Jun 1, 2007
    #10
    Or you could get the 8 core for 30 days and see if you arre utilizing the system properly. If you get the 4 core, remember you CAN upgrade the CPUs and make it into an 8 core.
     
  11. macrumors 6502a

    Joined:
    Jun 1, 2007
    #11
    When you say 2.66 vs 2.0 Ghz remember that the difference is not just 0.66 Ghz. It is actually and theoretically 0.66 X 4 = 2.64 Ghz. Now there will be some difference in practice but I think you need to check out some benchmarks to judge for yourself. Some are available at Barefeet. If you go for an 8 core system, then you basically get more than double the CPU power compared to the quad 2.0 ghz. This is because 2.0 x 4 = 8 ghz. but the 8 core is 3.0 x 8 = 24 Ghz. LOL

    You see? The difference is HUGE. You need t check out benchmarks and the best would be to check out a real system.
     
  12. thread starter macrumors 68000

    darthraige

    Joined:
    Aug 8, 2007
    Location:
    Coruscant, but Boston will do.
    #12
    Well, at my job we use the MacPro 4 Core 2.66 with 5gb mem. And to me, I'm use to it, and would like something more powerful. That way, when Final Cut 7 comes out, it would utilize all 8 Cores.
     
  13. thread starter macrumors 68000

    darthraige

    Joined:
    Aug 8, 2007
    Location:
    Coruscant, but Boston will do.
    #13
    I think I might just get the 8-Core 3ghz. It would certainly pay for itself in the end. That and I think I could have it paid off by the end of the year. I might just go that route. Thanks very much for your insights! I'll let you know what happens!
     
  14. macrumors 6502a

    Joined:
    Jun 1, 2007
    #14
    In that case yes I would recommend an 8 core system. Maybe you should buy RAM in their biggest modules e.g if you are going for 8 GB then get two 4 GB modules instead of 2 or 1 GBs. This is so that in the future it will be a bit easier to expand.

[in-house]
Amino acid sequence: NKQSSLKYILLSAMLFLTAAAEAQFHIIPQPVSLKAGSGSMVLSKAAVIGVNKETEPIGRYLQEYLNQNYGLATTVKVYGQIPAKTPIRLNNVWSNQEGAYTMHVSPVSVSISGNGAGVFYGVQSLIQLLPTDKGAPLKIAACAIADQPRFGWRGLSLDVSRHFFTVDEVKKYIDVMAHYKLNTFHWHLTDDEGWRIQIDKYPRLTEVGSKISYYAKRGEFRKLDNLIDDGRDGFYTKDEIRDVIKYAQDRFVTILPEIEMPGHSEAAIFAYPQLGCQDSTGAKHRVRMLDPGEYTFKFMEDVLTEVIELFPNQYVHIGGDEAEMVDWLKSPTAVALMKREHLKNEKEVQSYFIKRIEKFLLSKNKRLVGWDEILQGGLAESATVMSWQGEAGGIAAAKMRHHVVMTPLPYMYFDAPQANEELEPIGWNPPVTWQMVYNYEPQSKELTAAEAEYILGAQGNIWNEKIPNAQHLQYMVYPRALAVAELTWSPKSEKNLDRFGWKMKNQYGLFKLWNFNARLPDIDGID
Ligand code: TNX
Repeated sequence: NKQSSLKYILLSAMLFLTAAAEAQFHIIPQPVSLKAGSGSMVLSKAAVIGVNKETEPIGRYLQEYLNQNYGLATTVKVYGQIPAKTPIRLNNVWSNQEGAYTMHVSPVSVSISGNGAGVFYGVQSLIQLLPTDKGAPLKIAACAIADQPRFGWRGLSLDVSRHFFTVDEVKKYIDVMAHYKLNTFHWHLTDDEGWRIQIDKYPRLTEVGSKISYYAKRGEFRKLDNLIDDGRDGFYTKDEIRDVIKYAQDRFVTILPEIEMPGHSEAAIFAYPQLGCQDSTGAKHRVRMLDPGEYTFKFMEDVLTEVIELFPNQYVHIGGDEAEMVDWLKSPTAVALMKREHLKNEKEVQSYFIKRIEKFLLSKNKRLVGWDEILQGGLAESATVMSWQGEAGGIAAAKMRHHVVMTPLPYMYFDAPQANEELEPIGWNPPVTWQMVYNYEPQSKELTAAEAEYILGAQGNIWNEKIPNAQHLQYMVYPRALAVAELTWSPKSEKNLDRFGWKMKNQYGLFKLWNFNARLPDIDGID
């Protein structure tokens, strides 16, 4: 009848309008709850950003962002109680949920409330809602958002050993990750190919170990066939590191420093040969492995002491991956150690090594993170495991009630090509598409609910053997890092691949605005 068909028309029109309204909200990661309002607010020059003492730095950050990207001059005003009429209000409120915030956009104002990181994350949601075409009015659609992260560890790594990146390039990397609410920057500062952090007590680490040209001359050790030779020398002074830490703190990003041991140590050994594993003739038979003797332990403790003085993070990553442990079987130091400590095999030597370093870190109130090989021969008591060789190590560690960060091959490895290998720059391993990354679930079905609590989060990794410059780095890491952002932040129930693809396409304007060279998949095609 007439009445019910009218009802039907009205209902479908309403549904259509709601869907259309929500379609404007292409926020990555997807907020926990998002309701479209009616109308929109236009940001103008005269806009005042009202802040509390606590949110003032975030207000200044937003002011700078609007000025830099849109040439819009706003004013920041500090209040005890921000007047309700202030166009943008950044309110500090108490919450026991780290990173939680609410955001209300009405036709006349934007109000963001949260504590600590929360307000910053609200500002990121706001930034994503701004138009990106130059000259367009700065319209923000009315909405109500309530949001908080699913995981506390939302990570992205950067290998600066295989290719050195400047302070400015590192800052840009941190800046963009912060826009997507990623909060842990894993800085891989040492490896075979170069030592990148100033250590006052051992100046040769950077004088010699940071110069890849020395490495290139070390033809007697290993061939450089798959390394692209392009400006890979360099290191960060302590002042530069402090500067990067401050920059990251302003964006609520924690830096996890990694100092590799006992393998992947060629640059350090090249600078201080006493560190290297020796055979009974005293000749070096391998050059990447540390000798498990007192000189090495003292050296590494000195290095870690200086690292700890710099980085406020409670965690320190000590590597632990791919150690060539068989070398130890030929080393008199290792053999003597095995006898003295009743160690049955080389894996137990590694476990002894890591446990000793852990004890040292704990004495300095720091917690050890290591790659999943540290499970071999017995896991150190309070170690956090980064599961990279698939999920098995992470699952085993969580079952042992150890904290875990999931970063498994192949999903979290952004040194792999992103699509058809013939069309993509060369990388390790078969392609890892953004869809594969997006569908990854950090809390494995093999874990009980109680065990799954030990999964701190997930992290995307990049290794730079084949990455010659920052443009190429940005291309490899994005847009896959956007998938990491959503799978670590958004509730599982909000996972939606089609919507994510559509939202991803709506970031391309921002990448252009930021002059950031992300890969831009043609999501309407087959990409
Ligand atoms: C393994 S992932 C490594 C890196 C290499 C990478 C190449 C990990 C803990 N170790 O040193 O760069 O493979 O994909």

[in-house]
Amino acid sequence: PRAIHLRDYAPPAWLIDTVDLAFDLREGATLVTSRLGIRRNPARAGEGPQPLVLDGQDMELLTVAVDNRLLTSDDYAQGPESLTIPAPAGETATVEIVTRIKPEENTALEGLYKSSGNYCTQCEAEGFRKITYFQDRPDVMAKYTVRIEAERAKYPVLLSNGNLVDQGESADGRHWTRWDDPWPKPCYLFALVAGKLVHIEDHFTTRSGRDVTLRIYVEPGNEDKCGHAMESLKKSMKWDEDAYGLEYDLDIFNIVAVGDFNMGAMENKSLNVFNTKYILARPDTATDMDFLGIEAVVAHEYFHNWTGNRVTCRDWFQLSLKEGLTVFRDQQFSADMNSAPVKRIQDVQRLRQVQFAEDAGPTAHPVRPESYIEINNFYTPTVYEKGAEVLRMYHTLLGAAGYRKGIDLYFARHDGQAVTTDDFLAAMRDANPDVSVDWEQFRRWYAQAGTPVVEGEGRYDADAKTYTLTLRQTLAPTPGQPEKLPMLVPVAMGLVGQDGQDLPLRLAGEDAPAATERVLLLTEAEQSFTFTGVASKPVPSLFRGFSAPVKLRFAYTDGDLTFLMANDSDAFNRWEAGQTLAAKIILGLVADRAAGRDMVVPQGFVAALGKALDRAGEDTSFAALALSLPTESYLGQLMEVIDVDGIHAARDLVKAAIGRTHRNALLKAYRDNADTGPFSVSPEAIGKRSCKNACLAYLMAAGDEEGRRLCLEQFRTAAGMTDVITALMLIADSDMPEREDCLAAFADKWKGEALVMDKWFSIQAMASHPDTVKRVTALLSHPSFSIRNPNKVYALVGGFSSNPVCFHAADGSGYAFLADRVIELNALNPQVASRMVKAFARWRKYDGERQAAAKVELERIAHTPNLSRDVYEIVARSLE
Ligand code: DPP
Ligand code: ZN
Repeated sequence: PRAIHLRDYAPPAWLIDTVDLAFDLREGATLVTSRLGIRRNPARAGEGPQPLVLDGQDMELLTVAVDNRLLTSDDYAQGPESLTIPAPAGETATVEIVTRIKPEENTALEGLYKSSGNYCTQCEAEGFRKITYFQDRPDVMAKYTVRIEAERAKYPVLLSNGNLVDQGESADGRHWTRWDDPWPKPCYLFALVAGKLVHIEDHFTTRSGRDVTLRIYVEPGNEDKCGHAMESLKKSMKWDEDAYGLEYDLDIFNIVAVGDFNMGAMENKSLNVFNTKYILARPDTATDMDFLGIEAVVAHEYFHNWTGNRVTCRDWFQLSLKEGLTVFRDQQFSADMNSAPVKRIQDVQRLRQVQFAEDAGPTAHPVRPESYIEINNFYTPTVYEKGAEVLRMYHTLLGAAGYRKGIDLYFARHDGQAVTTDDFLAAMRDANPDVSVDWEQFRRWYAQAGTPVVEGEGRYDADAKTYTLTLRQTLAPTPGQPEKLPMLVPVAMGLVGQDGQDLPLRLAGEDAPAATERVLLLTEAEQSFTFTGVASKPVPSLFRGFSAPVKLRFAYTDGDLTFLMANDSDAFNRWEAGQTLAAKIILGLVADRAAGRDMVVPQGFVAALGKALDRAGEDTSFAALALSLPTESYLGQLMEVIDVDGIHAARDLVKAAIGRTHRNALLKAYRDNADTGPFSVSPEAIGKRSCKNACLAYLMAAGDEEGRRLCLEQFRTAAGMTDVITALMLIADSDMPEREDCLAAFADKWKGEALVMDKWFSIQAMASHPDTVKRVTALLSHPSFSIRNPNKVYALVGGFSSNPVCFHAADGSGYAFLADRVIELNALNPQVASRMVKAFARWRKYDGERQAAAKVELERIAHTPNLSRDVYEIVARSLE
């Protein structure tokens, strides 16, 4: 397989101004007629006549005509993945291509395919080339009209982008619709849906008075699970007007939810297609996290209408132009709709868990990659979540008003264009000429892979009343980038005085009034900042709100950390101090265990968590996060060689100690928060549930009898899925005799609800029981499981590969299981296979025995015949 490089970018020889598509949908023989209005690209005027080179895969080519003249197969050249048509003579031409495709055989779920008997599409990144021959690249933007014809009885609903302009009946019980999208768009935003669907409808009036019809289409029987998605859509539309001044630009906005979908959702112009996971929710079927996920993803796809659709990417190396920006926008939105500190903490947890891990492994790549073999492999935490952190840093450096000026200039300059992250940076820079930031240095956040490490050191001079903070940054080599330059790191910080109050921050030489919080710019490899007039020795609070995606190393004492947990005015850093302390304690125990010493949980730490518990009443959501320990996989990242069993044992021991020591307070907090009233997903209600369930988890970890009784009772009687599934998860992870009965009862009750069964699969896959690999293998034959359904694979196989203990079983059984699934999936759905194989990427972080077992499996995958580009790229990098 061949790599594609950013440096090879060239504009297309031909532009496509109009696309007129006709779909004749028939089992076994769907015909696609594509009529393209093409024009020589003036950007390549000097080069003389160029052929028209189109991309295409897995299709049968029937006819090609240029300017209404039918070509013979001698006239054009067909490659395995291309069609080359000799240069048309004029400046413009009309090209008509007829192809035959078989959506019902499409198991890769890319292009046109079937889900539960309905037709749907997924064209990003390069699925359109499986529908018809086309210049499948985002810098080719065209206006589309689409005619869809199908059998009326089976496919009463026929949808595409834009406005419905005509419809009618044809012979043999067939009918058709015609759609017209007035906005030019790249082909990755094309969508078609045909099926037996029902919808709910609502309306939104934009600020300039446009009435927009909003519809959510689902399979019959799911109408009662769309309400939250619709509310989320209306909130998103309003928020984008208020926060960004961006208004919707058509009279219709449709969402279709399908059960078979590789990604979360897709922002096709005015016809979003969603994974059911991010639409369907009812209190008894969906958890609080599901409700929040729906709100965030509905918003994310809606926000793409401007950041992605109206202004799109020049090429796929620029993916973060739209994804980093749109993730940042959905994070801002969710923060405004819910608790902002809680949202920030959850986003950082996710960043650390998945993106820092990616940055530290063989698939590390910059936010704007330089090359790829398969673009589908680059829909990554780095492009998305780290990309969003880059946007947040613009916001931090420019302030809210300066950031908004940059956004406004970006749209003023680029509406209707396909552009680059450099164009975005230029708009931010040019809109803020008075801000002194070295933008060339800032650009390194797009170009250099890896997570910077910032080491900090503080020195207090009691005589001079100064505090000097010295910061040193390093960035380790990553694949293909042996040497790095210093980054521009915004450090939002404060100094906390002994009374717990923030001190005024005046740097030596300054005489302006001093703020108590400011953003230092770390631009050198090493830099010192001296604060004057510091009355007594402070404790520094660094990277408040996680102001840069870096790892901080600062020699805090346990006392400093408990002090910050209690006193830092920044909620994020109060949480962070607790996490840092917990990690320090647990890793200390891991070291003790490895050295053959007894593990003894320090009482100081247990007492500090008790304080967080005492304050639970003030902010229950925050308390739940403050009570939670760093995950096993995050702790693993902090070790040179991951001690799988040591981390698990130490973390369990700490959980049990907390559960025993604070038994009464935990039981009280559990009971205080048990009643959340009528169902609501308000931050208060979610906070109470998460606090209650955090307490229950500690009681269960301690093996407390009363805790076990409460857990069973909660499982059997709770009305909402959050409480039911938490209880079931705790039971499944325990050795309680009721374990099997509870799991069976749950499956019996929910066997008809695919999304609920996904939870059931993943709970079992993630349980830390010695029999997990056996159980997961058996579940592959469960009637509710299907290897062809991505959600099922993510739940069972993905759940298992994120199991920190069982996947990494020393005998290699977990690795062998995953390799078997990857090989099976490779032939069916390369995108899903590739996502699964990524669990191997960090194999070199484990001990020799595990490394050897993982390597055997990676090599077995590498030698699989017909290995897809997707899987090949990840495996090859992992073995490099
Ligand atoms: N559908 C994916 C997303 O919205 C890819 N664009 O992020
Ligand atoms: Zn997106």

15. macrumors 68020

    Wild-Bill

    Joined:
    Jan 10, 2007
    Location:
    ?
    #15
    Keep in mind Apple haven't adjusted their prices since the Intel price drops, so what they are charging for those processors is highway robbery.

    Going from 4-core 2.66 to 4-core 3.0 they charge 799, when in reality the cost is 319. Similarly, going from 4-core 2.66 to 8-core 3.0 they charge $1498, when in reality the difference is more like 400.
     
  16. macrumors 65816

    SmurfBoxMasta

    #16
    Although I agree that Apple charges way too much for some things (like ram & HDD;s), you have to first understand the how & why........

    Going from a stock configuration to a BTO machine costs mfgr's alot of time & money, and they have every right to recoup at least some of that money from the customer.

    And don't ever use retail component prices as a basis to judge what Apple or any other pc maker should charge for a particular upgrade from one component to another........

    OTOH......if the off the shelf public retail price on a single component is $300, you can bet your a*s that the OEM's aren't paying anywhere near that for them, simply because they buy truckloads of them at a time, not to mention marketing & advertising incentives from the makers :)
     
  17. Administrator emeritus

    xUKHCx

    Joined:
    Jan 15, 2006
    Location:
    The Kop
    #17
    Technically it is more than double but wouldn't triple sound better.
     

Share This Page